Learn HTML Code Tutorial Reference Guide

Attribute for <A ...>
NAME = "text string"

NAME gives the anchor a name. Other links target the anchor using that name. This allows you to link to specific places within the page.

For example, suppose you have a long page with a section about purchasing. You could create a named anchors in the sub-header for that section like this:

<H2><A NAME="purchasing">Purchasing</A></H2>

Note that the <A ...> tag goes inside the <H2 ...> tags. Unlike an anchor that uses HREF, a named anchor doesn't change the appearance of the text (unless you set styles for that anchor) or indicate in any way that there is anything special about the text. The purpose of the name is that another anchor can link to the named anchor.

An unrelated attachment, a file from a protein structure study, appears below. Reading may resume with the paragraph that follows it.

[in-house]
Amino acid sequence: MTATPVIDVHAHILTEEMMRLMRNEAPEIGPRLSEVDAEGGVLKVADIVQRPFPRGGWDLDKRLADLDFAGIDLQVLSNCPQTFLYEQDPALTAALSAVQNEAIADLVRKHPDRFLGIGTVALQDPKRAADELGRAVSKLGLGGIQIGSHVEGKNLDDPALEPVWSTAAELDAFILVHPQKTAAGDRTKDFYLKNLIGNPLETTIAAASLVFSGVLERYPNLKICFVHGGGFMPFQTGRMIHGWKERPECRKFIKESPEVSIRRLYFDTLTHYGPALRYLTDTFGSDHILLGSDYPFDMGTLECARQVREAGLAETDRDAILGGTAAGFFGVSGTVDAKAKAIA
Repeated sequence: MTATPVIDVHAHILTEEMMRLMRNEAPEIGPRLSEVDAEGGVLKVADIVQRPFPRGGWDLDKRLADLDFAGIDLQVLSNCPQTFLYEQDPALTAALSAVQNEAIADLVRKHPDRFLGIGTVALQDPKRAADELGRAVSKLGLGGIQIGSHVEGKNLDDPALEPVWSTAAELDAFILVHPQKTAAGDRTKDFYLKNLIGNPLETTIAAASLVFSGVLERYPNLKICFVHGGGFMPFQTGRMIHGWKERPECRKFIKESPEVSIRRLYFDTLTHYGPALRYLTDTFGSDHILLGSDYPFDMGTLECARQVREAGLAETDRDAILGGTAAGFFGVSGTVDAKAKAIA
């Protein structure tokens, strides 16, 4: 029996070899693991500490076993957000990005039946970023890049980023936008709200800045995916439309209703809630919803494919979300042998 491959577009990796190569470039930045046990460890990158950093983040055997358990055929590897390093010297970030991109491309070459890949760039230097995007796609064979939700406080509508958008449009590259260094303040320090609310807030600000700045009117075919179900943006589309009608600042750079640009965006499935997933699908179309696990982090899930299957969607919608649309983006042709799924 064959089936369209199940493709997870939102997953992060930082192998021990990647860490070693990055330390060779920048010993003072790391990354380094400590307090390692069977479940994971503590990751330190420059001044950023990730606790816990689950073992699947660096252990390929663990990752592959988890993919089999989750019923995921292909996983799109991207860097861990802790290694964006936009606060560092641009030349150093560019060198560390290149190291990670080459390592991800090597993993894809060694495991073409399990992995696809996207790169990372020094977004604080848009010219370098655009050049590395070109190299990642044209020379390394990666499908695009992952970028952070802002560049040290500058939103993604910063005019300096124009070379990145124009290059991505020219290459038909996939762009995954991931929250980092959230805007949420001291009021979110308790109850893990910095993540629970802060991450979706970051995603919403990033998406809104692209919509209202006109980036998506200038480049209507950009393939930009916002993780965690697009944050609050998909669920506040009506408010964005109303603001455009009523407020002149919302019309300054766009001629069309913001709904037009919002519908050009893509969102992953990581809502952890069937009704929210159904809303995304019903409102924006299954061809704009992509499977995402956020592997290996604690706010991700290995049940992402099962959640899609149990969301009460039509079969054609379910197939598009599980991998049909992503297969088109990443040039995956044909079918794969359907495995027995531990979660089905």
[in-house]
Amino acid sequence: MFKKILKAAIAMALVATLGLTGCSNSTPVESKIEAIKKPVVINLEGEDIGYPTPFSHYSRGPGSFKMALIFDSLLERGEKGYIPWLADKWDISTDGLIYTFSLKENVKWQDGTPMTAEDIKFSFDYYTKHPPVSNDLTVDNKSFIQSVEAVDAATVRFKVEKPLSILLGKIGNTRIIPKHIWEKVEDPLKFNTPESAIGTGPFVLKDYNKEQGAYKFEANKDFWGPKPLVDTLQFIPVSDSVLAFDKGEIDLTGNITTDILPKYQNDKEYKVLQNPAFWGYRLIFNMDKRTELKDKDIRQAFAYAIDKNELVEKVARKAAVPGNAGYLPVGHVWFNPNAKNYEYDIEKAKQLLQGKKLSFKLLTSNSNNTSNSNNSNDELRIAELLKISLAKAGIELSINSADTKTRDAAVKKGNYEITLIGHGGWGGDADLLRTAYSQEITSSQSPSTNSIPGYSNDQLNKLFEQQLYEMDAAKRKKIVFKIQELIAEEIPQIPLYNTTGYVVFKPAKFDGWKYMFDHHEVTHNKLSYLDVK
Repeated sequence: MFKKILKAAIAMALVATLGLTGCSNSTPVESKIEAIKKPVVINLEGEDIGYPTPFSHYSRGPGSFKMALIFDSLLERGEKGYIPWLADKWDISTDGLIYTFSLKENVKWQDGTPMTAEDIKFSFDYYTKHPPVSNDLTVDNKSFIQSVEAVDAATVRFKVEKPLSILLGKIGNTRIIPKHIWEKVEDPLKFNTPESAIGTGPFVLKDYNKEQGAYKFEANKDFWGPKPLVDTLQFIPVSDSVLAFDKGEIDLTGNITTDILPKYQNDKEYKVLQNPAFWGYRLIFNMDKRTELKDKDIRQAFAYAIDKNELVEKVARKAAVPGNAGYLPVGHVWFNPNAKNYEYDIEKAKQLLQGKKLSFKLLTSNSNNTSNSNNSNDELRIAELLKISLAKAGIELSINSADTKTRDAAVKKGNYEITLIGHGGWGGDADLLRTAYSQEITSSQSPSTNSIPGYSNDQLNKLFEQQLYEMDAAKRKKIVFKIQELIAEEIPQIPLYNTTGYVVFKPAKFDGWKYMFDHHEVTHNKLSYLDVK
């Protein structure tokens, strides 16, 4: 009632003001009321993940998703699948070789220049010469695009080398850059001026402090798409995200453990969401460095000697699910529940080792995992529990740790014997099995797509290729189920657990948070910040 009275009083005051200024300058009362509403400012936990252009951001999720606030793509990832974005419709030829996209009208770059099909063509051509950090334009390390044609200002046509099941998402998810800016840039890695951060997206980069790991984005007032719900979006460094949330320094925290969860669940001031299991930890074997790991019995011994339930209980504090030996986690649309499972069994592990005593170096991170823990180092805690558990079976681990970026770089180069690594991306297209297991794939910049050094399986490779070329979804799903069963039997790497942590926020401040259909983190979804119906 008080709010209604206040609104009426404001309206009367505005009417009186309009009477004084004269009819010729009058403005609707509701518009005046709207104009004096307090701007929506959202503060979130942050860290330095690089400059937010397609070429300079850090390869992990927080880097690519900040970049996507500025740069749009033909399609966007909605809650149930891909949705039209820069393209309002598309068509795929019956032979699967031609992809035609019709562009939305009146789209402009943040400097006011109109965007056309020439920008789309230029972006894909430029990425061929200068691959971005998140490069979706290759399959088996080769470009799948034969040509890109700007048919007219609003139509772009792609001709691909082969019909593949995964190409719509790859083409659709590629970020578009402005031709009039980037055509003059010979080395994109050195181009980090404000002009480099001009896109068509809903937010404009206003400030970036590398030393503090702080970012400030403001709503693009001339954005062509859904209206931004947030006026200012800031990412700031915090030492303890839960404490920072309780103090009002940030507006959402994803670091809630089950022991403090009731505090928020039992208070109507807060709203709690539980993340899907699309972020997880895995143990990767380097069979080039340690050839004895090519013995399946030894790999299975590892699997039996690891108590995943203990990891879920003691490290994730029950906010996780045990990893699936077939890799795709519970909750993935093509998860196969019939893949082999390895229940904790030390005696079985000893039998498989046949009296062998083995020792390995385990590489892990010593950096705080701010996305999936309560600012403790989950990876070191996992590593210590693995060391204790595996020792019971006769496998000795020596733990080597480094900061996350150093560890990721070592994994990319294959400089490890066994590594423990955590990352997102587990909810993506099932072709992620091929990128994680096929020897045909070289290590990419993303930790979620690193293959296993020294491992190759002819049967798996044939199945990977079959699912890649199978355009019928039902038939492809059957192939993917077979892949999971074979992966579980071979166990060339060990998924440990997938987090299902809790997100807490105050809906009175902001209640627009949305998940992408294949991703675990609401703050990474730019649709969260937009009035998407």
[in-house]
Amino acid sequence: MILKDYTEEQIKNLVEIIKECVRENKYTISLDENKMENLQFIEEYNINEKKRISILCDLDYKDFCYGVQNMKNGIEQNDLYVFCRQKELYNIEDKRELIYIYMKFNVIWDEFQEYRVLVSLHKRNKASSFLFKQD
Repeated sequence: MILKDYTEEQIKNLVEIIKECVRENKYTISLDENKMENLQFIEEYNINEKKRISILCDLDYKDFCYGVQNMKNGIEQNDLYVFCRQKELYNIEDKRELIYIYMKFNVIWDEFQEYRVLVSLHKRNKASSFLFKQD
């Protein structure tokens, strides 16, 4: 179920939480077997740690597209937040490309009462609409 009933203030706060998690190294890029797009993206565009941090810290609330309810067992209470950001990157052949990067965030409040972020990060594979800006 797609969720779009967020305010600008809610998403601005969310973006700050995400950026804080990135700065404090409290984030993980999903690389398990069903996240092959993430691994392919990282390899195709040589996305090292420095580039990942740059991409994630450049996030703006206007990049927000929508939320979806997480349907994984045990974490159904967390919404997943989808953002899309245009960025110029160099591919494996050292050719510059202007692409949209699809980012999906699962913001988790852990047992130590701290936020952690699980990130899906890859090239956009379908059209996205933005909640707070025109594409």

To link to a named anchor, add a hash mark to the end of the URL of the page followed by the name. For example, to link to a section named purchasing within the page called anameexample.html we would create a link like this:

<A HREF="anameexample.html#purchasing">Purchasing</A>

which gives us this link:

Purchasing

If the link is to a named anchor in the same page then you don't need the file name of the page, just the hash mark and the name of the anchor. For example, you could put a set of links at the top of a long page that link to sections within the page. To link to the purchasing section in our example above you would put a link like this:

this code produces this
<A HREF="#purchasing">Purchasing</A>
the links at the top of this page

Don't forget the hash mark. That's the most common mistake made in this type of linking and has been a source of frustration for many webmasters. Remember these two rules:

The named anchor itself doesn't have a hash mark.
<A NAME="purchasing">
A link to the named anchor always has a hash mark.
<A HREF="#purchasing">



 

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